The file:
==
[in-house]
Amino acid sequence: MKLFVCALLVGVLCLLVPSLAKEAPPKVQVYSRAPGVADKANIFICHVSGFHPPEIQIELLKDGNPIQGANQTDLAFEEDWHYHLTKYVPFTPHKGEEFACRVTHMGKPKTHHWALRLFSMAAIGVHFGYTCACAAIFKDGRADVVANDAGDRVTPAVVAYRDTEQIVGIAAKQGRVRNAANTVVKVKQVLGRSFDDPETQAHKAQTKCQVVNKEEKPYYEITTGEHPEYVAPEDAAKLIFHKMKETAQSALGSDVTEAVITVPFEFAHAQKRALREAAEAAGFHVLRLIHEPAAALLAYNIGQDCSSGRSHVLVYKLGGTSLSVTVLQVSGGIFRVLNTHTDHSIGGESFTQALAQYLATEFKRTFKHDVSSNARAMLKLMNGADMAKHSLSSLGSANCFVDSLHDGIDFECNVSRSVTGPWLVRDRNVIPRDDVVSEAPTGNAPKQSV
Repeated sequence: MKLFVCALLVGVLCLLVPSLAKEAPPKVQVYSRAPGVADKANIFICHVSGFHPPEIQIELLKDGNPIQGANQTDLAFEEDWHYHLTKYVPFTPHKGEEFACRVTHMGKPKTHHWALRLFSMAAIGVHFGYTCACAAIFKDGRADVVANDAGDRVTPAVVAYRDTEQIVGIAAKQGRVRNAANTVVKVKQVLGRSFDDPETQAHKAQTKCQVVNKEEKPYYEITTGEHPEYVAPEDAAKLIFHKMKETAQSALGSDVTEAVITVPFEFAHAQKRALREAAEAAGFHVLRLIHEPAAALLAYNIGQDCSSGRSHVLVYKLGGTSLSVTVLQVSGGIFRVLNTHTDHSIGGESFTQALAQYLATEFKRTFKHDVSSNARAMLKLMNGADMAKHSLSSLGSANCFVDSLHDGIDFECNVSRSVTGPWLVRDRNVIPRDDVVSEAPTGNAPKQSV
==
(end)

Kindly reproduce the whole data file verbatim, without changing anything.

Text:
[in-house]
Amino acid sequence: MKLFVCALLVGVLCLLVPSLAKEAPPKVQVYSRAPGVADKANIFICHVSGFHPPEIQIELLKDGNPIQGANQTDLAFEEDWHYHLTKYVPFTPHKGEEFACRVTHMGKPKTHHWALRLFSMAAIGVHFGYTCACAAIFKDGRADVVANDAGDRVTPAVVAYRDTEQIVGIAAKQGRVRNAANTVVKVKQVLGRSFDDPETQAHKAQTKCQVVNKEEKPYYEITTGEHPEYVAPEDAAKLIFHKMKETAQSALGSDVTEAVITVPFEFAHAQKRALREAAEAAGFHVLRLIHEPAAALLAYNIGQDCSSGRSHVLVYKLGGTSLSVTVLQVSGGIFRVLNTHTDHSIGGESFTQALAQYLATEFKRTFKHDVSSNARAMLKLMNGADMAKHSLSSLGSANCFVDSLHDGIDFECNVSRSVTGPWLVRDRNVIPRDDVVSEAPTGNAPKQSV
Repeated sequence: MKLFVCALLVGVLCLLVPSLAKEAPPKVQVYSRAPGVADKANIFICHVSGFHPPEIQIELLKDGNPIQGANQTDLAFEEDWHYHLTKYVPFTPHKGEEFACRVTHMGKPKTHHWALRLFSMAAIGVHFGYTCACAAIFKDGRADVVANDAGDRVTPAVVAYRDTEQIVGIAAKQGRVRNAANTVVKVKQVLGRSFDDPETQAHKAQTKCQVVNKEEKPYYEITTGEHPEYVAPEDAAKLIFHKMKETAQSALGSDVTEAVITVPFEFAHAQKRALREAAEAAGFHVLRLIHEPAAALLAYNIGQDCSSGRSHVLVYKLGGTSLSVTVLQVSGGIFRVLNTHTDHSIGGESFTQALAQYLATEFKRTFKHDVSSNARAMLKLMNGADMAKHSLSSLGSANCFVDSLHDGIDFECNVSRSVTGPWLVRDRNVIPRDDVVSEAPTGNAPKQSV